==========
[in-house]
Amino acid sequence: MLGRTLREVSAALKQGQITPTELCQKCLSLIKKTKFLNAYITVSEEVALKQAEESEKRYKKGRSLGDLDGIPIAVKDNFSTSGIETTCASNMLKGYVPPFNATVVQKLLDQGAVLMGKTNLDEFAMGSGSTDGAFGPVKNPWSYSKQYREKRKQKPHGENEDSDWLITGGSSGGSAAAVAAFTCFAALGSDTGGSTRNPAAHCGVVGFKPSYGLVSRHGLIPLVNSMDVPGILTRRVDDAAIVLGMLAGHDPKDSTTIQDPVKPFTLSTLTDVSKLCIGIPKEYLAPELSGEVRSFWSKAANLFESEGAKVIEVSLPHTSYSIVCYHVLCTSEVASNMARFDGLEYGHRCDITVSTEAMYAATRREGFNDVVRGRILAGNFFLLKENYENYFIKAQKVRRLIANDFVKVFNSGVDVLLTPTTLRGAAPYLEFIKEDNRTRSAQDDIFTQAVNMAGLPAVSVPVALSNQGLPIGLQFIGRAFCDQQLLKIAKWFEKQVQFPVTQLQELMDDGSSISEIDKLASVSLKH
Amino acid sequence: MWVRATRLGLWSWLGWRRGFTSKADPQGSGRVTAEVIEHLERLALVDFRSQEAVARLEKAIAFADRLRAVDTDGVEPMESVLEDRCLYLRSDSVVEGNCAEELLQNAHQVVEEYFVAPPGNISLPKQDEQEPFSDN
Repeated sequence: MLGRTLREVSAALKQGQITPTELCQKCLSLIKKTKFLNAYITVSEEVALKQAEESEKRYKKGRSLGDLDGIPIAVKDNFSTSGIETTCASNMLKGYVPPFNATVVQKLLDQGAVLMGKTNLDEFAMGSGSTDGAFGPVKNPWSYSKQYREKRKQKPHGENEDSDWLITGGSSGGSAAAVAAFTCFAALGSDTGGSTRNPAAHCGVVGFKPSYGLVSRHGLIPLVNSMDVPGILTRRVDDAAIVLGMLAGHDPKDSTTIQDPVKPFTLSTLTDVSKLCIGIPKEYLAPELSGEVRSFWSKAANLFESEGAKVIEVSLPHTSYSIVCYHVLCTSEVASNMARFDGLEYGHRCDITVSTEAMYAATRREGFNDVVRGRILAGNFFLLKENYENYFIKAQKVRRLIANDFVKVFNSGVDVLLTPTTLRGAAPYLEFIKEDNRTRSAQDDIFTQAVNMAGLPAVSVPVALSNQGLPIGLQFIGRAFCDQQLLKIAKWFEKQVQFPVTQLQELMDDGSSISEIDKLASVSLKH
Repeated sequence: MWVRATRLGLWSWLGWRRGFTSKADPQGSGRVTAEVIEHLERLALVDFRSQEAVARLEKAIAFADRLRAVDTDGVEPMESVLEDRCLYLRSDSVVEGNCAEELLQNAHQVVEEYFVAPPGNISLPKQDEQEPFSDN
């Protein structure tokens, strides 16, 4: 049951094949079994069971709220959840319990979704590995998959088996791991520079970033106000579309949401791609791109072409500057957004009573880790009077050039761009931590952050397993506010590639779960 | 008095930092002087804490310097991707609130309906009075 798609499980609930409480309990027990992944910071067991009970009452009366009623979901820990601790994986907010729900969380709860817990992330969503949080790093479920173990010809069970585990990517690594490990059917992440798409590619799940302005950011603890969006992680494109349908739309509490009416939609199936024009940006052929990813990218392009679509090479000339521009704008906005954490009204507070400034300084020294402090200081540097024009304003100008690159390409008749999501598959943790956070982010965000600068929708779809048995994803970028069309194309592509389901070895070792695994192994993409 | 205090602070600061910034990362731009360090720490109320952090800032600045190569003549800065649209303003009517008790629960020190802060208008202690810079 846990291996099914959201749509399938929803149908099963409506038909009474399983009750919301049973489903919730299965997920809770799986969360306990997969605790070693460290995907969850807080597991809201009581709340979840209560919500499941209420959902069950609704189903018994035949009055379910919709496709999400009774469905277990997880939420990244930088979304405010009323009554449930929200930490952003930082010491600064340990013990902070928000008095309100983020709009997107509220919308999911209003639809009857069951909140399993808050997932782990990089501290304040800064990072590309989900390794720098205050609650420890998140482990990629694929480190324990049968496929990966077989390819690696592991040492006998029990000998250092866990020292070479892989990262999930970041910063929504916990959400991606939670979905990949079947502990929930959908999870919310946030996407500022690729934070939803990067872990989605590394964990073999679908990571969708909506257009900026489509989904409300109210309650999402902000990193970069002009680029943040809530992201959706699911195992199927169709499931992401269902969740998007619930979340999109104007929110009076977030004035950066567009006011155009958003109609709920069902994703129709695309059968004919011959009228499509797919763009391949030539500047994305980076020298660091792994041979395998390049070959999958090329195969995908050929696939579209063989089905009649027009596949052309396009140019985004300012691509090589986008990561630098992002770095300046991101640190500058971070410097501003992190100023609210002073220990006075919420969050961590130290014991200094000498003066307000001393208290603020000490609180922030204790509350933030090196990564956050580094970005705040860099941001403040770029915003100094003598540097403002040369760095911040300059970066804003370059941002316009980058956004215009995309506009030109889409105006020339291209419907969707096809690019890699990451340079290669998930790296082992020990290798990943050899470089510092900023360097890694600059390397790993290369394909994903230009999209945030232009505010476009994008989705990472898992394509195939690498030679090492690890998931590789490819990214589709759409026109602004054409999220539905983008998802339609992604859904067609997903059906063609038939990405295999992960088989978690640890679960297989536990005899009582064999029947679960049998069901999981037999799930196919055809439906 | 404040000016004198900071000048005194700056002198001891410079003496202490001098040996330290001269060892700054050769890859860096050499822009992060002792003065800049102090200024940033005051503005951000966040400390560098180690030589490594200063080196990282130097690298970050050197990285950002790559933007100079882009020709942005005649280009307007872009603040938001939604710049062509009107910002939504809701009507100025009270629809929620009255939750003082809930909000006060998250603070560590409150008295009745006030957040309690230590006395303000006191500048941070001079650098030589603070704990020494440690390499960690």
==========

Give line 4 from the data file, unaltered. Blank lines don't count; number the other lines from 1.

Repeated sequence: MLGRTLREVSAALKQGQITPTELCQKCLSLIKKTKFLNAYITVSEEVALKQAEESEKRYKKGRSLGDLDGIPIAVKDNFSTSGIETTCASNMLKGYVPPFNATVVQKLLDQGAVLMGKTNLDEFAMGSGSTDGAFGPVKNPWSYSKQYREKRKQKPHGENEDSDWLITGGSSGGSAAAVAAFTCFAALGSDTGGSTRNPAAHCGVVGFKPSYGLVSRHGLIPLVNSMDVPGILTRRVDDAAIVLGMLAGHDPKDSTTIQDPVKPFTLSTLTDVSKLCIGIPKEYLAPELSGEVRSFWSKAANLFESEGAKVIEVSLPHTSYSIVCYHVLCTSEVASNMARFDGLEYGHRCDITVSTEAMYAATRREGFNDVVRGRILAGNFFLLKENYENYFIKAQKVRRLIANDFVKVFNSGVDVLLTPTTLRGAAPYLEFIKEDNRTRSAQDDIFTQAVNMAGLPAVSVPVALSNQGLPIGLQFIGRAFCDQQLLKIAKWFEKQVQFPVTQLQELMDDGSSISEIDKLASVSLKH